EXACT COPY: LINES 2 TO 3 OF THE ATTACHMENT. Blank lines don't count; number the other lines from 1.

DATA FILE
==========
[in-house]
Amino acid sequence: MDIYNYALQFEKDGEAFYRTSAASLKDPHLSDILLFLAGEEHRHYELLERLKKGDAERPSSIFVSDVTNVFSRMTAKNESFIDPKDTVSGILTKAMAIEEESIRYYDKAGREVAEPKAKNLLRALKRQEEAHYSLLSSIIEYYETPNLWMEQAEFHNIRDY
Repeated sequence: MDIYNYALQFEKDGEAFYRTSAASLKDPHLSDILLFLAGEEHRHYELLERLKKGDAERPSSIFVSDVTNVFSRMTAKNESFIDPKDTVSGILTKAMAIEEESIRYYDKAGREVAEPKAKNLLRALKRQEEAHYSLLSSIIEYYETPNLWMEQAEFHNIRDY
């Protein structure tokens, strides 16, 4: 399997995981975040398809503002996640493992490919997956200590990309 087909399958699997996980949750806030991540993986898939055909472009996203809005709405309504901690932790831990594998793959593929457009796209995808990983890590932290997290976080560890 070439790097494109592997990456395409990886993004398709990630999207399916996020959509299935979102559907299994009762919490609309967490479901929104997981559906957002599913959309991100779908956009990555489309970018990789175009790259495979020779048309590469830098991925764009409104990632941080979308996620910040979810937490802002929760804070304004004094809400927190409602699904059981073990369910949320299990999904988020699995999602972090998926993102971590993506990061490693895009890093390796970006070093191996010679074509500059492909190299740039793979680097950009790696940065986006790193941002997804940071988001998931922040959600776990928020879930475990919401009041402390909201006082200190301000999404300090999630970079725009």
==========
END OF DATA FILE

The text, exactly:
Amino acid sequence: MDIYNYALQFEKDGEAFYRTSAASLKDPHLSDILLFLAGEEHRHYELLERLKKGDAERPSSIFVSDVTNVFSRMTAKNESFIDPKDTVSGILTKAMAIEEESIRYYDKAGREVAEPKAKNLLRALKRQEEAHYSLLSSIIEYYETPNLWMEQAEFHNIRDY
Repeated sequence: MDIYNYALQFEKDGEAFYRTSAASLKDPHLSDILLFLAGEEHRHYELLERLKKGDAERPSSIFVSDVTNVFSRMTAKNESFIDPKDTVSGILTKAMAIEEESIRYYDKAGREVAEPKAKNLLRALKRQEEAHYSLLSSIIEYYETPNLWMEQAEFHNIRDY